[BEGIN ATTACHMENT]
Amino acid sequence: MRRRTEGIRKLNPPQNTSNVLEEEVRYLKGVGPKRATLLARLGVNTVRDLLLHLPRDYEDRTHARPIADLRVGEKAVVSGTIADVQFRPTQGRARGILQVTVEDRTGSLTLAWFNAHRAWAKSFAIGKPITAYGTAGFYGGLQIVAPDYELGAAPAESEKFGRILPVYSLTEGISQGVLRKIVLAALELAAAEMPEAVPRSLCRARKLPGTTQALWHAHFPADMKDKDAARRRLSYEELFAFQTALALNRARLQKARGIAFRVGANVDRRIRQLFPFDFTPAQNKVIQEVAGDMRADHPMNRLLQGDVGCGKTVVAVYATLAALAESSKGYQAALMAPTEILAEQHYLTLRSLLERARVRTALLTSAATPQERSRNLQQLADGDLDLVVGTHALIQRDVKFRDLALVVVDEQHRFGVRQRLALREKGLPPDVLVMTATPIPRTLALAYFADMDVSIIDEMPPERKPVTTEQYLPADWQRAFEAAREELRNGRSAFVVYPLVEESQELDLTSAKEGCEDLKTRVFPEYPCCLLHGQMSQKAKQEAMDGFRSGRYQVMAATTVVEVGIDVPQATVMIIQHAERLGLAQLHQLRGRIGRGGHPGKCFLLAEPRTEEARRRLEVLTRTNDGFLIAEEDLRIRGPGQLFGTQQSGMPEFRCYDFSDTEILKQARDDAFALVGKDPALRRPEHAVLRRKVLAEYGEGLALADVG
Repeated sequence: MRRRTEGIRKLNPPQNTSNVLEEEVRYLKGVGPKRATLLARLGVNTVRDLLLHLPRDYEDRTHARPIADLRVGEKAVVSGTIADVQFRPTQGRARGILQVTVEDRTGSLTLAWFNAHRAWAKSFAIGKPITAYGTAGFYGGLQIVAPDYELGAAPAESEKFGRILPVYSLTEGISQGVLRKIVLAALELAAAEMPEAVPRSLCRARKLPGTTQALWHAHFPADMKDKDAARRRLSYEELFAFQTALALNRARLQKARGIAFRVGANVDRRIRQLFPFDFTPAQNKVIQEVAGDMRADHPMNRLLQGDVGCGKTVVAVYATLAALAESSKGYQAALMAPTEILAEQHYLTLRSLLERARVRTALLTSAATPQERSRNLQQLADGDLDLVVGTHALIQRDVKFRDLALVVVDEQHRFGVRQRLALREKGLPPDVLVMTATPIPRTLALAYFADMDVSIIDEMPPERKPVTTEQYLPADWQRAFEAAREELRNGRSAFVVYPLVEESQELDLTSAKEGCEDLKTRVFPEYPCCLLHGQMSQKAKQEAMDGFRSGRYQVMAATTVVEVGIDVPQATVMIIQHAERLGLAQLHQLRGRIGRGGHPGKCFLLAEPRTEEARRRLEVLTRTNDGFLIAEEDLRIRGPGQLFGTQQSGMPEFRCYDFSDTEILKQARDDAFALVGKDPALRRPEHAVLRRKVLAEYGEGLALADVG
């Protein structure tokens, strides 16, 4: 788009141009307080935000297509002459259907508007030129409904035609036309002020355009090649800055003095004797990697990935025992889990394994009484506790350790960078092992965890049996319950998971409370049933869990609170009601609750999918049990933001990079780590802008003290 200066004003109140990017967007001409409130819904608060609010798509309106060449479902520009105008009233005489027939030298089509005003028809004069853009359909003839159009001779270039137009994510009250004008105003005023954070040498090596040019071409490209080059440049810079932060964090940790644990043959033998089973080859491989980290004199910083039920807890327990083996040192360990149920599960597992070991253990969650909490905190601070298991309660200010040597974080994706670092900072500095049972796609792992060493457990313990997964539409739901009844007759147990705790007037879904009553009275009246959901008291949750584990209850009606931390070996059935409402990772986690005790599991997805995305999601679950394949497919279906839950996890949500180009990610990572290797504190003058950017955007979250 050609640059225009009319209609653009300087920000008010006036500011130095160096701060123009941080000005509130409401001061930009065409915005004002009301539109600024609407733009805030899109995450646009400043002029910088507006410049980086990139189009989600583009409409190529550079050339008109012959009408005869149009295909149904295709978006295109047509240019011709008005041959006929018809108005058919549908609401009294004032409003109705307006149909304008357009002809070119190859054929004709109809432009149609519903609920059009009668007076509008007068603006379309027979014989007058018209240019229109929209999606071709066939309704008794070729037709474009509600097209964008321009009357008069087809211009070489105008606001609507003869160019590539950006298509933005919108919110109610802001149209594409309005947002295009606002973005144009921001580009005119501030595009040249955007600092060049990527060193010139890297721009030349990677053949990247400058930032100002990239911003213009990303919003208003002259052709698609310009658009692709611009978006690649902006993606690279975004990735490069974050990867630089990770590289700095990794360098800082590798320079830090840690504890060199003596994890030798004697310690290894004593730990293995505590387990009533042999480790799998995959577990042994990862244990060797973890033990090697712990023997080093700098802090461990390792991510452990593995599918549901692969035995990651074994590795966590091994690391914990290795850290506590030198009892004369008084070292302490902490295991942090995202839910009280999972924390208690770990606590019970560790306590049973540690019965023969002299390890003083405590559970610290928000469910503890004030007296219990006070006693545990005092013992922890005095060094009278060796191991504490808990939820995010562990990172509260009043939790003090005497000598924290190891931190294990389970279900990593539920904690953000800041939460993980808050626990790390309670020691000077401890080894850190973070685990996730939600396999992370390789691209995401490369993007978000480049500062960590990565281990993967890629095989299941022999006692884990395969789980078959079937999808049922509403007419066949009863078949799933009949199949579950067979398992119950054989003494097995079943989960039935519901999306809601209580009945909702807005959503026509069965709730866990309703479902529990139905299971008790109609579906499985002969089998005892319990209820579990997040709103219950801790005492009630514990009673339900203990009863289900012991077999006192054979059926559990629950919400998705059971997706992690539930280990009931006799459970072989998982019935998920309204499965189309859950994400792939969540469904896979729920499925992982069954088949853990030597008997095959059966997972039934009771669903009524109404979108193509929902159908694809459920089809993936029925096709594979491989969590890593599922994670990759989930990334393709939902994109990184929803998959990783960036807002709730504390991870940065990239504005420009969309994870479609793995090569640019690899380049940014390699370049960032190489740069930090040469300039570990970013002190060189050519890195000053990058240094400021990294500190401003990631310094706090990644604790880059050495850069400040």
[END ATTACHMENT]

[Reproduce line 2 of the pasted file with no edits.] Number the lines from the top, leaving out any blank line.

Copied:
Repeated sequence: MRRRTEGIRKLNPPQNTSNVLEEEVRYLKGVGPKRATLLARLGVNTVRDLLLHLPRDYEDRTHARPIADLRVGEKAVVSGTIADVQFRPTQGRARGILQVTVEDRTGSLTLAWFNAHRAWAKSFAIGKPITAYGTAGFYGGLQIVAPDYELGAAPAESEKFGRILPVYSLTEGISQGVLRKIVLAALELAAAEMPEAVPRSLCRARKLPGTTQALWHAHFPADMKDKDAARRRLSYEELFAFQTALALNRARLQKARGIAFRVGANVDRRIRQLFPFDFTPAQNKVIQEVAGDMRADHPMNRLLQGDVGCGKTVVAVYATLAALAESSKGYQAALMAPTEILAEQHYLTLRSLLERARVRTALLTSAATPQERSRNLQQLADGDLDLVVGTHALIQRDVKFRDLALVVVDEQHRFGVRQRLALREKGLPPDVLVMTATPIPRTLALAYFADMDVSIIDEMPPERKPVTTEQYLPADWQRAFEAAREELRNGRSAFVVYPLVEESQELDLTSAKEGCEDLKTRVFPEYPCCLLHGQMSQKAKQEAMDGFRSGRYQVMAATTVVEVGIDVPQATVMIIQHAERLGLAQLHQLRGRIGRGGHPGKCFLLAEPRTEEARRRLEVLTRTNDGFLIAEEDLRIRGPGQLFGTQQSGMPEFRCYDFSDTEILKQARDDAFALVGKDPALRRPEHAVLRRKVLAEYGEGLALADVG